Mandatory Harvest Reporting, Why and How?



As you know, in 2023 legislation was approved that places new “mandatory reporting” requirements on both recreational anglers and commercial fishermen who participate in North Carolinas coastal fisheries.


As usual, this has led to a lot of comments, complaints, and misinformation which, quite frankly, is what started the mandatory reporting conversation in the first place. As one of the primary supporters of “mandatory reporting” we feel it’s important for the NCFA to explain exactly why and how this legislation came to be.




           For several years now, the Coastal Conservation Association (CCA) of North Carolina, and others, have raised their concerns about the high percentage of inactive commercial fishing licenses, claiming that the majority of commercial license holders don’t report landings. While it’s true that a majority of commercial fishing licenses, in recent years, don’t have landings (trip tickets) associated with them, this doesn’t mean that all of these license holders aren’t “reporting”, many may not be fishing at all.


           Nonetheless, these claims of “unreported harvest” have raised concern among the general public and elected officials in Raleigh, leading to several attempts by the CCA to make changes to commercial licensing statutes, with the most recent bill, House Bill 655 (Link to HB655), being introduced in 2023.


           In response to growing concerns regarding the “unreported harvest” rhetoric, the Division of Marine Fisheries (DMF) chose to make recommendations to the North Carolina General Assembly for addressing the issue.


           These recommendations were made public at the February 2022 Marine Fisheries Commission (MFC) meeting when DMF staff gave a (video and presentation) “Latent License Information”, presentation to the Commission.


           At the beginning of this presentation, DMF Director Kathy Rawls did a very good job of summing up why these recommendations were being made, when she said the following,

“In response to many comments, complaints, and misinformation that surrounds this issue, I’ve asked staff to give a short presentation on this. We at the Division support continued efforts to improve data collection in all sectors and the more information the Division has on removals from each sector, the better the data will be and the better our management should be as well.”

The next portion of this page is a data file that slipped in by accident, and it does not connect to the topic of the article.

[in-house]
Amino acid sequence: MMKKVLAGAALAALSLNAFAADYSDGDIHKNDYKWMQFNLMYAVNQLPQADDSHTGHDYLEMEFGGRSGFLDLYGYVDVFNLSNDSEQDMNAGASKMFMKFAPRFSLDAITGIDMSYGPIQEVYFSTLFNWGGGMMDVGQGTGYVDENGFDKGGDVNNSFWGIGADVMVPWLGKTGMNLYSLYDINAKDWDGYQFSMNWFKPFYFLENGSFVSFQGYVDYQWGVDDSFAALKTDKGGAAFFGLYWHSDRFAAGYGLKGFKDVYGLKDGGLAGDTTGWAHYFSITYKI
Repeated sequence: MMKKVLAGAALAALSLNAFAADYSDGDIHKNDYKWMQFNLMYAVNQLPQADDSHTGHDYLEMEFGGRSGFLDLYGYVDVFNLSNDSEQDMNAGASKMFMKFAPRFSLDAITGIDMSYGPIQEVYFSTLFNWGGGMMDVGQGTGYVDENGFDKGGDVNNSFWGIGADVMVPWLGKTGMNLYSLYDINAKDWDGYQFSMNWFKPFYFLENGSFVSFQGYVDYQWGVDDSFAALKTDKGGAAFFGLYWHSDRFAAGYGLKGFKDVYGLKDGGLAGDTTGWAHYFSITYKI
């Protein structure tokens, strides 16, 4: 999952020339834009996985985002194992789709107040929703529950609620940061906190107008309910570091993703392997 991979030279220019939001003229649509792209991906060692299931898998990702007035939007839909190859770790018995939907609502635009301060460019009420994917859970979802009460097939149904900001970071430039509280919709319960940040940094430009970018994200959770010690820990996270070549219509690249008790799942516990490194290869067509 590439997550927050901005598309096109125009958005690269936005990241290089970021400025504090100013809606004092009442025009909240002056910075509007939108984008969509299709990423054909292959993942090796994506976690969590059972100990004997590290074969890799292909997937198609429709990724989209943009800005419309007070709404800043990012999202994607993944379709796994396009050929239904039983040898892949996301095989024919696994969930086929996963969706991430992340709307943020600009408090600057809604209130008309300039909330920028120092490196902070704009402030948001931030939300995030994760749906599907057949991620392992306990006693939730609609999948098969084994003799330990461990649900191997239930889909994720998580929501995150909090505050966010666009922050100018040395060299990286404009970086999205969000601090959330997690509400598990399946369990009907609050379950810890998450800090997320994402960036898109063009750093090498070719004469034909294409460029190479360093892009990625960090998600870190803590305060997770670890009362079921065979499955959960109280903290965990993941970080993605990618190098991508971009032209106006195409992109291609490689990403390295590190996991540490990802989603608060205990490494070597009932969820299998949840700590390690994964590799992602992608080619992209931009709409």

·       Comments, complaints and misinformation

·       Improve data collection in all sectors.

·       Better data = better management


That said, the Divisions recommendations, (below) only addressed data gaps in the commercial and for-hire fisheries and did nothing to address issues regarding recreational data concerns, such as using MRIP to monitor the Southern Flounder quota, among others.


DMF Potential Solutions/Recommendations


·       Require reporting of commercially harvested fish that are harvested for personal consumption to be reported on trip ticket through a fish dealer.

·       Make a clear delineation between commercial fishing activity and for-hire fishing activity to ensure landed/ harvested fish are being reported to one of DMF’s data collection programs.


Shortly after the February 2022 MFC meeting, the NCFA Board met and discussed the latent license issue and the DMF’s proposed solutions. At that meeting, our Board agreed that the claims of “unreported harvest” needed to be addressed through data rather than rhetoric and also felt strongly that widespread concerns with recreational data, collected through the Marine Recreational Information Program (MRIP), should also be addressed moving forward.


Taking to heart, the Divisions claim to “support continued efforts to improve data collection in all sectors” our Board supported mandatory reporting for all sectors as the first step towards better data and better management.


Again, better management is dependent on better data and both management and legislation should be based on data rather than rhetoric. This is why we supported mandatory reporting!




As with the why, there has been a lot of misinformation spread about how this legislation got passed and who was involved.


In early 2023, Chad Thomas from the North Carolina Marine and Estuary Foundation (NCMEF) reached out to the NCFA to see if there were any issues our groups might be able to work together on. His Board saw the value in better data and the two groups decided to push for legislation in 2023, leading to the mandatory reporting language being included in the Regulatory Reform Bill later that year.


Chad then reached out to the CCA, who also chose to support mandatory reporting, which made this a consensus effort, meaning every “fisheries group” walking the halls of the General Assembly supported mandatory reporting for both sectors.


It cannot be over emphasized how important it was to have all three groups sign on to this legislation and, despite what you may have heard, it would not have happened if any one group had opposed it.

In addition to the NCFA, NCMEF, and CCA, the Department of Environmental Quality (DEQ), Division of Marine Fisheries (DMF), and the Wildlife Resource Commission (WRC) were all aware of the mandatory reporting language from the start, each suggesting language changes that were incorporated into the legislation.